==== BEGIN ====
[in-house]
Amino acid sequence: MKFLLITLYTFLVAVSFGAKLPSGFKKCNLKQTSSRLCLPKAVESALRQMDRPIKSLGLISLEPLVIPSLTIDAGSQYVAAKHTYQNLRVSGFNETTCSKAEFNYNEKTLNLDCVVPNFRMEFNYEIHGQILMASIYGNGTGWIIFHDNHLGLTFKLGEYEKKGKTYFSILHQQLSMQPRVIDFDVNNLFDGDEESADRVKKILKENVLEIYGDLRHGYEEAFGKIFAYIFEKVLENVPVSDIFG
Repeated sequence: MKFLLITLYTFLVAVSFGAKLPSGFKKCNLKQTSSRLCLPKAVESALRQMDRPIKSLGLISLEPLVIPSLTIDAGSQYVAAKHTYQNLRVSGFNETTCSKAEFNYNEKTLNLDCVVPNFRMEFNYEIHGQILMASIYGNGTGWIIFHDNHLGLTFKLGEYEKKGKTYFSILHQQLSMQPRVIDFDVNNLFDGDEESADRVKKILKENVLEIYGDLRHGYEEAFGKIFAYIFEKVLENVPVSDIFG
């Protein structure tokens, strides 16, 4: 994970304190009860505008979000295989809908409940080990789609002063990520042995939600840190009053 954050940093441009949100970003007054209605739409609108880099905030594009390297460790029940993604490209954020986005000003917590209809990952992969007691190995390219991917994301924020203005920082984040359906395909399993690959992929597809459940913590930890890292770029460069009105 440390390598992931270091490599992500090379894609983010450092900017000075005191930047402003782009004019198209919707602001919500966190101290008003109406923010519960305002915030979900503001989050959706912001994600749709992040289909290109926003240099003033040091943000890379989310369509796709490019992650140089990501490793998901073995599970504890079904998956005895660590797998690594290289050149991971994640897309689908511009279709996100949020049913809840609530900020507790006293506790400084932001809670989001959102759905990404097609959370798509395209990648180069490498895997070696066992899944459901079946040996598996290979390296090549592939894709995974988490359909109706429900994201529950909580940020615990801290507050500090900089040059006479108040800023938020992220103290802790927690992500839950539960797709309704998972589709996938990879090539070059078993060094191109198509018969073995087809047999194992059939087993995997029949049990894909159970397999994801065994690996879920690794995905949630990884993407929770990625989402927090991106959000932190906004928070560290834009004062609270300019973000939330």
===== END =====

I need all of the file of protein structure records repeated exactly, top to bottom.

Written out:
[in-house]
Amino acid sequence: MKFLLITLYTFLVAVSFGAKLPSGFKKCNLKQTSSRLCLPKAVESALRQMDRPIKSLGLISLEPLVIPSLTIDAGSQYVAAKHTYQNLRVSGFNETTCSKAEFNYNEKTLNLDCVVPNFRMEFNYEIHGQILMASIYGNGTGWIIFHDNHLGLTFKLGEYEKKGKTYFSILHQQLSMQPRVIDFDVNNLFDGDEESADRVKKILKENVLEIYGDLRHGYEEAFGKIFAYIFEKVLENVPVSDIFG
Repeated sequence: MKFLLITLYTFLVAVSFGAKLPSGFKKCNLKQTSSRLCLPKAVESALRQMDRPIKSLGLISLEPLVIPSLTIDAGSQYVAAKHTYQNLRVSGFNETTCSKAEFNYNEKTLNLDCVVPNFRMEFNYEIHGQILMASIYGNGTGWIIFHDNHLGLTFKLGEYEKKGKTYFSILHQQLSMQPRVIDFDVNNLFDGDEESADRVKKILKENVLEIYGDLRHGYEEAFGKIFAYIFEKVLENVPVSDIFG
């Protein structure tokens, strides 16, 4: 994970304190009860505008979000295989809908409940080990789609002063990520042995939600840190009053 954050940093441009949100970003007054209605739409609108880099905030594009390297460790029940993604490209954020986005000003917590209809990952992969007691190995390219991917994301924020203005920082984040359906395909399993690959992929597809459940913590930890890292770029460069009105 440390390598992931270091490599992500090379894609983010450092900017000075005191930047402003782009004019198209919707602001919500966190101290008003109406923010519960305002915030979900503001989050959706912001994600749709992040289909290109926003240099003033040091943000890379989310369509796709490019992650140089990501490793998901073995599970504890079904998956005895660590797998690594290289050149991971994640897309689908511009279709996100949020049913809840609530900020507790006293506790400084932001809670989001959102759905990404097609959370798509395209990648180069490498895997070696066992899944459901079946040996598996290979390296090549592939894709995974988490359909109706429900994201529950909580940020615990801290507050500090900089040059006479108040800023938020992220103290802790927690992500839950539960797709309704998972589709996938990879090539070059078993060094191109198509018969073995087809047999194992059939087993995997029949049990894909159970397999994801065994690996879920690794995905949630990884993407929770990625989402927090991106959000932190906004928070560290834009004062609270300019973000939330």